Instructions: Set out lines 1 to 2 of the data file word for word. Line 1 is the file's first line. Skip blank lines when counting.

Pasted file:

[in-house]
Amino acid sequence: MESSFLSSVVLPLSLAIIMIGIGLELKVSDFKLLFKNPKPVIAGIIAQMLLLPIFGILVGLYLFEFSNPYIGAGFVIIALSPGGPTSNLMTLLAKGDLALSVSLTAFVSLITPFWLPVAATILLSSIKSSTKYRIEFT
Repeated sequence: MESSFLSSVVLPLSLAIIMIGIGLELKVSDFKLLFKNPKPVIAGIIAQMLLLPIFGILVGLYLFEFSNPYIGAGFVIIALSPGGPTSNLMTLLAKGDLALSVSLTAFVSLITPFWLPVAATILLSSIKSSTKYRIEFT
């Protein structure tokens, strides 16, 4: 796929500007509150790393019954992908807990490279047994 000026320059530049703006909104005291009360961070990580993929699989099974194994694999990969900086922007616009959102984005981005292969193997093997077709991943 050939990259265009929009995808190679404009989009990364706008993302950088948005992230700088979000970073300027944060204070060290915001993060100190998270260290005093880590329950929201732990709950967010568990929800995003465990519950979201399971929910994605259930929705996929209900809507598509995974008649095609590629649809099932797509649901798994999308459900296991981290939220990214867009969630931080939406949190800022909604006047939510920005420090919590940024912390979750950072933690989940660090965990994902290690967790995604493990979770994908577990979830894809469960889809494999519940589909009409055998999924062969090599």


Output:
[in-house]
Amino acid sequence: MESSFLSSVVLPLSLAIIMIGIGLELKVSDFKLLFKNPKPVIAGIIAQMLLLPIFGILVGLYLFEFSNPYIGAGFVIIALSPGGPTSNLMTLLAKGDLALSVSLTAFVSLITPFWLPVAATILLSSIKSSTKYRIEFT